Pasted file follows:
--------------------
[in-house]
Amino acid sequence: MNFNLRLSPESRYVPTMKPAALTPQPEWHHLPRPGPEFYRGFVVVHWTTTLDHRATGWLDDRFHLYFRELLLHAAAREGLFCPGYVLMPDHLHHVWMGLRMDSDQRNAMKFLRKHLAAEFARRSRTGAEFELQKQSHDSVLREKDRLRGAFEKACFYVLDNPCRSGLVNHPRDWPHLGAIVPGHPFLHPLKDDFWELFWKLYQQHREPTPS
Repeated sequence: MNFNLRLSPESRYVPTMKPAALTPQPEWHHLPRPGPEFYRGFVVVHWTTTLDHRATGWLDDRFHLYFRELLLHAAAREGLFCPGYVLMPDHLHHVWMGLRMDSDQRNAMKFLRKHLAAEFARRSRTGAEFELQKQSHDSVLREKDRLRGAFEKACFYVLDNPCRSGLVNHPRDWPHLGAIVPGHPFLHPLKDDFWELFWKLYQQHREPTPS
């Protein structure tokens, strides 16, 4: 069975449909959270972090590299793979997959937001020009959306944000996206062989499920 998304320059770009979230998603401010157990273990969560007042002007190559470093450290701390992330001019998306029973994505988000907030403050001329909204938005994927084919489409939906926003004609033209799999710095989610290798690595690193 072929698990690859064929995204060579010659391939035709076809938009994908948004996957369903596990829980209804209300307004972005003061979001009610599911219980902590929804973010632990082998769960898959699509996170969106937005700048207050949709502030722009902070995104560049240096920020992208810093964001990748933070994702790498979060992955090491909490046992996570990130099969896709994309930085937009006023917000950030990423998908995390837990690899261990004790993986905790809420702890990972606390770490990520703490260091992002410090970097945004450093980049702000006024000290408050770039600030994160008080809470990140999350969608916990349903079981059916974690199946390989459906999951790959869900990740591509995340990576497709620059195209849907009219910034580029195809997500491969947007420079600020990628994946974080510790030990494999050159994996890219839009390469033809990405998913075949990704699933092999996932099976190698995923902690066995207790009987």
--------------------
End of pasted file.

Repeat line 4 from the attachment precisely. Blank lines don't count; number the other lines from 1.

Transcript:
């Protein structure tokens, strides 16, 4: 069975449909959270972090590299793979997959937001020009959306944000996206062989499920 998304320059770009979230998603401010157990273990969560007042002007190559470093450290701390992330001019998306029973994505988000907030403050001329909204938005994927084919489409939906926003004609033209799999710095989610290798690595690193 072929698990690859064929995204060579010659391939035709076809938009994908948004996957369903596990829980209804209300307004972005003061979001009610599911219980902590929804973010632990082998769960898959699509996170969106937005700048207050949709502030722009902070995104560049240096920020992208810093964001990748933070994702790498979060992955090491909490046992996570990130099969896709994309930085937009006023917000950030990423998908995390837990690899261990004790993986905790809420702890990972606390770490990520703490260091992002410090970097945004450093980049702000006024000290408050770039600030994160008080809470990140999350969608916990349903079981059916974690199946390989459906999951790959869900990740591509995340990576497709620059195209849907009219910034580029195809997500491969947007420079600020990628994946974080510790030990494999050159994996890219839009390469033809990405998913075949990704699933092999996932099976190698995923902690066995207790009987």